CERAMICS: Another industry based around RAK’s limestone deposits is ceramics. RAK Ceramics is the world’s largest producer of ceramics, turning out 360,000 sq metres of tiles and 12,000 units of sanitary ware a day, of which 228,000 sq metres and 8500 units a day are produced in RAK. Some 85% of the company’s production goes to export, meaning it was relatively unaffected by the real estate slump in the UAE, new export markets having more than made up for the loss of domestic demand. In 2010 the company, which is listed on the Abu Dhabi stock exchange, posted a net profit of Dh270m ($73.5m), up 3.2% on 2009. Net revenues for 2010 were Dh3.3bn ($898m), down 11.5% on the previous year. The company attributes its success to innovation, with over 8000 product lines available.

GLASS: Another large industrial segment in RAK is glass. The emirate is home to a number of firms in this industry, producing a broad range of products for different markets. Of these, one of the largest is Arc International, a French group which produces a variety of items, including drinking vessels, kitchenware and tableware under the well-known Luminarc and Pyrex brands. The group, which has been in RAK since 2004, expanded its production facilities by opening of a fourth furnace at its existing site in September 2011. The facility doubles annual production capacity at the site to 16,000 tonnes of clear and opal glass and to 48,000 tonnes of clear glass, and will allow the company to capitalise on growing demand in emerging markets in Asia.

A more specialised producer is Ghani Glass RAK, a joint venture between Pakistan’s Ghani Glass Group, RAKIA and a number of private investors. It makes 100,000 units a year of amber glass, which it sells as containers for use in the pharmaceuticals industry. The firm exports across the GCC, and in 2012 received the green light to enter the EU market.

Guardian Glass, which is backed by a number of Saudi investors, was established in 2006 and began production in 2007. It is one of the largest glass manufacturers in the region, with annual production at its RAK site of 225,000 tonnes a year, or 700 tonnes per day. Production is geared mostly to the construction and real estate industries, and the company has supplied architectural free-float glass to such big names as the Burj Khalifa hotel in Dubai and the Mecca Clock Tower.

As of early 2012, this side of the industry found itself oversupplied, as a slump in construction projects led to stockpiles building up and prices dropping correspondingly. However, given the generally buoyant outlook for Gulf economies over the medium term, the industry appeared relatively confident about prospects over a longer time frame. G.S. Raju, the executive general manager of Guardian Glass RAK, told OBG, “With the rise in population and substantial growth of various economies achieved among countries in the GCC, we believe new construction projects will continue to be undertaken in the medium term – positively sustaining the glass manufacturing industry.”

QUARRYING: In addition to these industries based on processing of RAK’s deposits of limestone, quarrying itself remains a significant industry in the emirate. The biggest producer is Stevin Rock, which commenced operations in 1975 as an export-geared operation backed by Dutch investors before being purchased by the government of RAK in 1996. Upon acquisition of rival firm RAK Rock in 2007, it became one of the largest quarrying companies in the world, producing 56m tonnes a year of limestone, concrete and aggregates in 2010.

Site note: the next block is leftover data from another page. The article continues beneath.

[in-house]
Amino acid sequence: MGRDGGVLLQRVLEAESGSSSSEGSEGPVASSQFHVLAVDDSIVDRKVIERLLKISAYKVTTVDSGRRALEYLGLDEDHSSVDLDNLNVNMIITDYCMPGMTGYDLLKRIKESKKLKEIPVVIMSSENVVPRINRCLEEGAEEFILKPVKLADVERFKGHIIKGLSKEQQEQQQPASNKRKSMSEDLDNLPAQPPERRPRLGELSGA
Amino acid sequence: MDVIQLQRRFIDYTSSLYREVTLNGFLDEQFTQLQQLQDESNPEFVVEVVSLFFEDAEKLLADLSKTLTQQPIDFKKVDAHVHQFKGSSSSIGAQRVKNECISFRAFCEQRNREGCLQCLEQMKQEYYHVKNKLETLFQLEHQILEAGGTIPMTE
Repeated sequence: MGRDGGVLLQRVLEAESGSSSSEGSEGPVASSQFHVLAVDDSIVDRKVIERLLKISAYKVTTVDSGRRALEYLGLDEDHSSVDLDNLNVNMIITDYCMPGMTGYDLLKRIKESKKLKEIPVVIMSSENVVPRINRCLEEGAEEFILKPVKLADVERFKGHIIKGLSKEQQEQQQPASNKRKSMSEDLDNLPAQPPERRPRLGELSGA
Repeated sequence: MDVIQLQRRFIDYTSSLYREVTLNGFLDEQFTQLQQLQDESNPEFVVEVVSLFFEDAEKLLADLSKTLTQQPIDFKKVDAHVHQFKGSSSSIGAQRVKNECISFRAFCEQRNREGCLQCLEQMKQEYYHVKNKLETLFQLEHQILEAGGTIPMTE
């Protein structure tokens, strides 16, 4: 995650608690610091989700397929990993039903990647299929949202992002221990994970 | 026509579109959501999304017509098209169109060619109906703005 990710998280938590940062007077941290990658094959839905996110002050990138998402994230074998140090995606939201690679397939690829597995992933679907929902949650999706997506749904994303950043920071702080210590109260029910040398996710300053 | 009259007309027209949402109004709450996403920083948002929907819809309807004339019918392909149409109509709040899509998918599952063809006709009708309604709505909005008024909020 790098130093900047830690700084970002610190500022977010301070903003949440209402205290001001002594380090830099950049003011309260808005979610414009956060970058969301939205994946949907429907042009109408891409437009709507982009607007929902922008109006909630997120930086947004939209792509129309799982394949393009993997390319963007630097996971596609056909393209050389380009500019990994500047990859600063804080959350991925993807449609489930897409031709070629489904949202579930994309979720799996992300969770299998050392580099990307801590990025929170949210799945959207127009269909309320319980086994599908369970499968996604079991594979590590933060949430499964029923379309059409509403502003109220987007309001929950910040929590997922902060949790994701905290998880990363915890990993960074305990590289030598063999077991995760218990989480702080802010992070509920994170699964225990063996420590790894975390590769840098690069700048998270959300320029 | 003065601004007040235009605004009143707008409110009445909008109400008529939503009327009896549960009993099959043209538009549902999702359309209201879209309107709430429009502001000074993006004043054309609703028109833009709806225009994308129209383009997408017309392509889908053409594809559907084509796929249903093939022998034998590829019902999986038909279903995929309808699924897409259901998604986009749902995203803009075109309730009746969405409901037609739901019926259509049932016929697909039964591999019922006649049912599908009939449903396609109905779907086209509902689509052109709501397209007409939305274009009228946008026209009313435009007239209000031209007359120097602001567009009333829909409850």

Exports of mineral products were worth Dh1.01bn ($274m) to the emirate in 2010, according to figures from the RAK DED. Much of this is transported out of the country via the company’s facilities at Khor Khuwair, where it has its own harbour capable of handling barges with capacities of 25,000 tonnes, although the UAE’s two largest cities, Abu Dhabi and Dubai, are also significant markets. While RAK’s own construction sector remains in robust shape, it accounts for a small part of demand. In the longer term, the coming of the Etihad Railway, a project to link all seven emirates by 2017, with connections beyond to Oman, Saudi Arabia and the northern Gulf, will help bring down freight costs and allow for export of aggregates from RAK at lower cost.

PHARMACEUTICALS: One of the biggest firms in the emirate is Gulf Pharmaceutical Industries, better known under its trade name, Julphar Pharmaceuticals, which recorded sales of just over Dh1bn ($272m) in 2011 for the first time, compared to Dh920m ($250m) in 2010, and made annual profits of Dh170m ($46m), compared to Dh154m ($42m) in 2010. Founded in 1980 by Sheikh Saqr bin Mohammed Al Qasimi, the former ruler of RAK, the company is listed on the Abu Dhabi stock exchange, but the government of RAK retains a 23% stake.

The group operates 10 plants, of which nine are in RAK and one is in Bangladesh, and produces over 180 products, mostly generic drugs. Exports account for approximately 90% of production, with Julphar products to be found in over 40 countries across the Middle East, Asia and Africa. The company is moving to develop new product lines, notably insulin, for which demand is high in the UAE and across the GCC. According to a study from Imperial College London, the UAE has the second-highest incidence of diabetes in the world, with more than 40% of people over the age of 60 reported to be diabetic. The Ministry of Health estimates the incidence of obesity at 25% for men and 40% for women among the national population in the UAE.

The Gulf region as a whole suffers from some of the highest rates of diabetes in the world, due to genetic predispositions to the disease and high rates of obesity. As such, Julphar has invested Dh500m ($136m) in a facility to produce 1500 kg of insulin a year, equivalent to 50m phials. Production at the plant is due to commence in 2012.